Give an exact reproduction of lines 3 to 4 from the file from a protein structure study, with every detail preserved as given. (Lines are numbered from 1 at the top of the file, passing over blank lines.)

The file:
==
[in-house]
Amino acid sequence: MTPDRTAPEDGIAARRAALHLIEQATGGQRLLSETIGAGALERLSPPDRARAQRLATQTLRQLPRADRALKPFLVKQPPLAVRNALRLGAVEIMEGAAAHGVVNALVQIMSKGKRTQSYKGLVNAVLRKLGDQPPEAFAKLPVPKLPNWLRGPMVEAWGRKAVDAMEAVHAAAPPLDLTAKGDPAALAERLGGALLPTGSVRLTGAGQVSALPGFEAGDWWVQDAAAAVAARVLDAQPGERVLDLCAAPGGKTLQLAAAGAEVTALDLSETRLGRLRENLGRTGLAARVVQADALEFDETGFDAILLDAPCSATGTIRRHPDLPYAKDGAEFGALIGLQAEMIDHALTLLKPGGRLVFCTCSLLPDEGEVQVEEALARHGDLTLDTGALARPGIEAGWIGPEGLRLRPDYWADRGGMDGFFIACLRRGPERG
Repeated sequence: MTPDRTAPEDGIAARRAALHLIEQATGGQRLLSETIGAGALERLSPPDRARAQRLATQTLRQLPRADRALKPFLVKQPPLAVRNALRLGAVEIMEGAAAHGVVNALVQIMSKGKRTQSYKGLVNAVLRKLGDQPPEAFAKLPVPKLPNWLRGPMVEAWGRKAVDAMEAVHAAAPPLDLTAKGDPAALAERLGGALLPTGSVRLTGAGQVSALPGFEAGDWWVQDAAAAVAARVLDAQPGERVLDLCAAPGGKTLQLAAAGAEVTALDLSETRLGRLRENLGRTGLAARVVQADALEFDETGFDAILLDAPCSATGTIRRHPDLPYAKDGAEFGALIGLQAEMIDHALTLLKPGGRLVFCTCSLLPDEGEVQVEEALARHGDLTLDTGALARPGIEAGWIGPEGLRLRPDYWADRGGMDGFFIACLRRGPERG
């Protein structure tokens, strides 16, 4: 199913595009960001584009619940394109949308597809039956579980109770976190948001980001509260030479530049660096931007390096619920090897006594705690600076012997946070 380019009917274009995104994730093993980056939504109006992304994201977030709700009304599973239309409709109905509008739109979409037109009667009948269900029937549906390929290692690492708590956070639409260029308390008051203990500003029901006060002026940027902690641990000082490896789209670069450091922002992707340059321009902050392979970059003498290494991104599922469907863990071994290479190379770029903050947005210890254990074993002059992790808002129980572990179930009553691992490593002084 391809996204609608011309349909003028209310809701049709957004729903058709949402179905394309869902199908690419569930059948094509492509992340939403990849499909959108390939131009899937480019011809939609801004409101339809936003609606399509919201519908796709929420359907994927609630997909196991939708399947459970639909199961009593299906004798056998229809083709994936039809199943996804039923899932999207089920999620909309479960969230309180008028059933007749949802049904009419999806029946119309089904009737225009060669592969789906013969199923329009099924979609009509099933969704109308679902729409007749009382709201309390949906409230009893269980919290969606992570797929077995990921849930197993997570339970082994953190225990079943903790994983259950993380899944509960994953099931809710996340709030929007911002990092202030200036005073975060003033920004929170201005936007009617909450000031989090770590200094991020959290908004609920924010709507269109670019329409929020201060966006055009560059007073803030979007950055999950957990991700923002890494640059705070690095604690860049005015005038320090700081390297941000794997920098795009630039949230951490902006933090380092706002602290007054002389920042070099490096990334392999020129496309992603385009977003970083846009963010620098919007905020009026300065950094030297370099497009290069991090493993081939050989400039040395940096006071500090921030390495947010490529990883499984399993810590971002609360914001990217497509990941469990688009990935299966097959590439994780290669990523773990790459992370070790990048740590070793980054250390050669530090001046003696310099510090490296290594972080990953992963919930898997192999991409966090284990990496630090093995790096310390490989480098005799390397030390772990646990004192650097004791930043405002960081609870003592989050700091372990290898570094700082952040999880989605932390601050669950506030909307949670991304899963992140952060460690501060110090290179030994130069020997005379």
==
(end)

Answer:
Repeated sequence: MTPDRTAPEDGIAARRAALHLIEQATGGQRLLSETIGAGALERLSPPDRARAQRLATQTLRQLPRADRALKPFLVKQPPLAVRNALRLGAVEIMEGAAAHGVVNALVQIMSKGKRTQSYKGLVNAVLRKLGDQPPEAFAKLPVPKLPNWLRGPMVEAWGRKAVDAMEAVHAAAPPLDLTAKGDPAALAERLGGALLPTGSVRLTGAGQVSALPGFEAGDWWVQDAAAAVAARVLDAQPGERVLDLCAAPGGKTLQLAAAGAEVTALDLSETRLGRLRENLGRTGLAARVVQADALEFDETGFDAILLDAPCSATGTIRRHPDLPYAKDGAEFGALIGLQAEMIDHALTLLKPGGRLVFCTCSLLPDEGEVQVEEALARHGDLTLDTGALARPGIEAGWIGPEGLRLRPDYWADRGGMDGFFIACLRRGPERG
């Protein structure tokens, strides 16, 4: 199913595009960001584009619940394109949308597809039956579980109770976190948001980001509260030479530049660096931007390096619920090897006594705690600076012997946070 380019009917274009995104994730093993980056939504109006992304994201977030709700009304599973239309409709109905509008739109979409037109009667009948269900029937549906390929290692690492708590956070639409260029308390008051203990500003029901006060002026940027902690641990000082490896789209670069450091922002992707340059321009902050392979970059003498290494991104599922469907863990071994290479190379770029903050947005210890254990074993002059992790808002129980572990179930009553691992490593002084 391809996204609608011309349909003028209310809701049709957004729903058709949402179905394309869902199908690419569930059948094509492509992340939403990849499909959108390939131009899937480019011809939609801004409101339809936003609606399509919201519908796709929420359907994927609630997909196991939708399947459970639909199961009593299906004798056998229809083709994936039809199943996804039923899932999207089920999620909309479960969230309180008028059933007749949802049904009419999806029946119309089904009737225009060669592969789906013969199923329009099924979609009509099933969704109308679902729409007749009382709201309390949906409230009893269980919290969606992570797929077995990921849930197993997570339970082994953190225990079943903790994983259950993380899944509960994953099931809710996340709030929007911002990092202030200036005073975060003033920004929170201005936007009617909450000031989090770590200094991020959290908004609920924010709507269109670019329409929020201060966006055009560059007073803030979007950055999950957990991700923002890494640059705070690095604690860049005015005038320090700081390297941000794997920098795009630039949230951490902006933090380092706002602290007054002389920042070099490096990334392999020129496309992603385009977003970083846009963010620098919007905020009026300065950094030297370099497009290069991090493993081939050989400039040395940096006071500090921030390495947010490529990883499984399993810590971002609360914001990217497509990941469990688009990935299966097959590439994780290669990523773990790459992370070790990048740590070793980054250390050669530090001046003696310099510090490296290594972080990953992963919930898997192999991409966090284990990496630090093995790096310390490989480098005799390397030390772990646990004192650097004791930043405002960081609870003592989050700091372990290898570094700082952040999880989605932390601050669950506030909307949670991304899963992140952060460690501060110090290179030994130069020997005379």